A-me : Augmented memories
Is an augmented reality device that lets the visitor experience stored feelings on a brain.

At the intersection of science, art and technology, this project is focusing on the limits between neuroscience and psychology. The matter and the location of human memories has been shown to be linked to the experienced emotions at the time they where stored. The emergence of powerful new radiological measurement techniques (e.g., fMRI, PET, SPECT) combined with experimental techniques from cognitive psychology allows neuroscientists and psychologists to address abstract questions such as how human cognition and emotion are mapped to specific neural substrates.

A-me is an emotional memory recall device.
Following the state of the art knowledge on brain atlases to map out the location of human experiences this device allows the reproduction of them by providing visual and auditory feedback.

An Optical See-Through display is used to overlay the virtual information into a phantom head (a medical term for a dummy head). The user will be able to navigate the brain by using a tracked probe in a similar way the neurosurgeons use it in pre-operative planning. While navigating the brain, the user will find active areas in specific parts of the nervous structure. Pointing at them with the probe will trigger an stored emotional experience in the form of a voice coming from the phantom and a visual interpretation of its neural activity.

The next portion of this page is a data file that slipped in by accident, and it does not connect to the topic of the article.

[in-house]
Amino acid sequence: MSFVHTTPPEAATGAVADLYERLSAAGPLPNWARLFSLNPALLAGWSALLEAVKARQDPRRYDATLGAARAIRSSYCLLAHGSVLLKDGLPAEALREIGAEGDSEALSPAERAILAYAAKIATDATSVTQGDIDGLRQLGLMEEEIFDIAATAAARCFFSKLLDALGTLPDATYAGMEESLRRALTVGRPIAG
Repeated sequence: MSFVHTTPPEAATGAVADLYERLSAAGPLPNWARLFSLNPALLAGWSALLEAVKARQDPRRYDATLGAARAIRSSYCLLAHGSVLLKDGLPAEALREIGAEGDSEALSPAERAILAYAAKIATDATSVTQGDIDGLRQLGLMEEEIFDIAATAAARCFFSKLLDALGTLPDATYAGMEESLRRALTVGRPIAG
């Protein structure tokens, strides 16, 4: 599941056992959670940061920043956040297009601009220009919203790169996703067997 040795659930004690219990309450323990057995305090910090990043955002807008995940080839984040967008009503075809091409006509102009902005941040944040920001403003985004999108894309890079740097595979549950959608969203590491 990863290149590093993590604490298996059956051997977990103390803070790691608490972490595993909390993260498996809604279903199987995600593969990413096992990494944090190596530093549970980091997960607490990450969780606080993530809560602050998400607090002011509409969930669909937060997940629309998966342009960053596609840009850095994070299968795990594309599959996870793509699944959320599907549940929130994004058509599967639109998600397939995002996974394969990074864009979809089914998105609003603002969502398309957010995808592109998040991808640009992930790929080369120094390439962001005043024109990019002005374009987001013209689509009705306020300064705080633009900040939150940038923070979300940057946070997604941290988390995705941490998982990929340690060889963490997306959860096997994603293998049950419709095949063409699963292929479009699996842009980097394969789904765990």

More info here.

A project by Jordi Puig.

In collaboration with:
Javier LLoret – Camera
Carles Gutierrez  –  Coding support
Dirk Schröder   –  Immersive Sound Design and Auralization Concept
Tore Landsem   –  Industrial design
Rune Svensrud   –  Image processing
Mark Stegelmann – Photography
Developed at SenseIT, funded by Q2S and Picturing The Brain.

Publications & exhibitions:
A-me has been published at SIGGRAPH-ASIA.
A-me was exhibited at STRP2013.
A-me was exhibitited at BABEL form 1st until 7th september 2014.



Photo: Mark Stegelmann

Photo: Mark Stegelmann

Photo: Mark Stegelmann

Photo: Mark Stegelmann



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